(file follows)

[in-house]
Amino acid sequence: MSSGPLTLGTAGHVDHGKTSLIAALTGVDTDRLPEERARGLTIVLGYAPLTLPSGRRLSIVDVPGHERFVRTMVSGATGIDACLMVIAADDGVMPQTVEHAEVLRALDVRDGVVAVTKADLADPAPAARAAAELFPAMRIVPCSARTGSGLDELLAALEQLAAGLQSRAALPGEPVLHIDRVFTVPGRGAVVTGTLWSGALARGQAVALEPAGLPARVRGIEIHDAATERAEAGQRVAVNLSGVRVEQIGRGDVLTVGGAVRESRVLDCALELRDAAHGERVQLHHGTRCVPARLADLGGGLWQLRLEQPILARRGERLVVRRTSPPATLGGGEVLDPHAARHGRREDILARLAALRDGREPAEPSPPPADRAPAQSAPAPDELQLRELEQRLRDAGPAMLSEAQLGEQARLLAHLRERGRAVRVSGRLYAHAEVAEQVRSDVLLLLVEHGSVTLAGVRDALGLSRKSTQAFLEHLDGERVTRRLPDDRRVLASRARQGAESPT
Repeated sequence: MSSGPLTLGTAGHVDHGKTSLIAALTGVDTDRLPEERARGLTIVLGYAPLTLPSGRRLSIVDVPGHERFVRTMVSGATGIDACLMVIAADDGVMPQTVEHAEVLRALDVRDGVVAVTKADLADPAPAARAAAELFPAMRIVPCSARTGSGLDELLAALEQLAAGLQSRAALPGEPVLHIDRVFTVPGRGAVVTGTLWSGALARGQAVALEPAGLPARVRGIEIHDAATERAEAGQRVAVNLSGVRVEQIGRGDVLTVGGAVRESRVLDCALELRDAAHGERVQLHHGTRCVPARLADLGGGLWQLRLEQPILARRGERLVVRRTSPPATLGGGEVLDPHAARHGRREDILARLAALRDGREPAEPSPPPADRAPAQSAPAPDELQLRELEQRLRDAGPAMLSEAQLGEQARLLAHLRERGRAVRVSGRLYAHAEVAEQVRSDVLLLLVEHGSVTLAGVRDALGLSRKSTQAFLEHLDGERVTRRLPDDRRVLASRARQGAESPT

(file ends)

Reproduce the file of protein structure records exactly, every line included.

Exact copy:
[in-house]
Amino acid sequence: MSSGPLTLGTAGHVDHGKTSLIAALTGVDTDRLPEERARGLTIVLGYAPLTLPSGRRLSIVDVPGHERFVRTMVSGATGIDACLMVIAADDGVMPQTVEHAEVLRALDVRDGVVAVTKADLADPAPAARAAAELFPAMRIVPCSARTGSGLDELLAALEQLAAGLQSRAALPGEPVLHIDRVFTVPGRGAVVTGTLWSGALARGQAVALEPAGLPARVRGIEIHDAATERAEAGQRVAVNLSGVRVEQIGRGDVLTVGGAVRESRVLDCALELRDAAHGERVQLHHGTRCVPARLADLGGGLWQLRLEQPILARRGERLVVRRTSPPATLGGGEVLDPHAARHGRREDILARLAALRDGREPAEPSPPPADRAPAQSAPAPDELQLRELEQRLRDAGPAMLSEAQLGEQARLLAHLRERGRAVRVSGRLYAHAEVAEQVRSDVLLLLVEHGSVTLAGVRDALGLSRKSTQAFLEHLDGERVTRRLPDDRRVLASRARQGAESPT
Repeated sequence: MSSGPLTLGTAGHVDHGKTSLIAALTGVDTDRLPEERARGLTIVLGYAPLTLPSGRRLSIVDVPGHERFVRTMVSGATGIDACLMVIAADDGVMPQTVEHAEVLRALDVRDGVVAVTKADLADPAPAARAAAELFPAMRIVPCSARTGSGLDELLAALEQLAAGLQSRAALPGEPVLHIDRVFTVPGRGAVVTGTLWSGALARGQAVALEPAGLPARVRGIEIHDAATERAEAGQRVAVNLSGVRVEQIGRGDVLTVGGAVRESRVLDCALELRDAAHGERVQLHHGTRCVPARLADLGGGLWQLRLEQPILARRGERLVVRRTSPPATLGGGEVLDPHAARHGRREDILARLAALRDGREPAEPSPPPADRAPAQSAPAPDELQLRELEQRLRDAGPAMLSEAQLGEQARLLAHLRERGRAVRVSGRLYAHAEVAEQVRSDVLLLLVEHGSVTLAGVRDALGLSRKSTQAFLEHLDGERVTRRLPDDRRVLASRARQGAESPT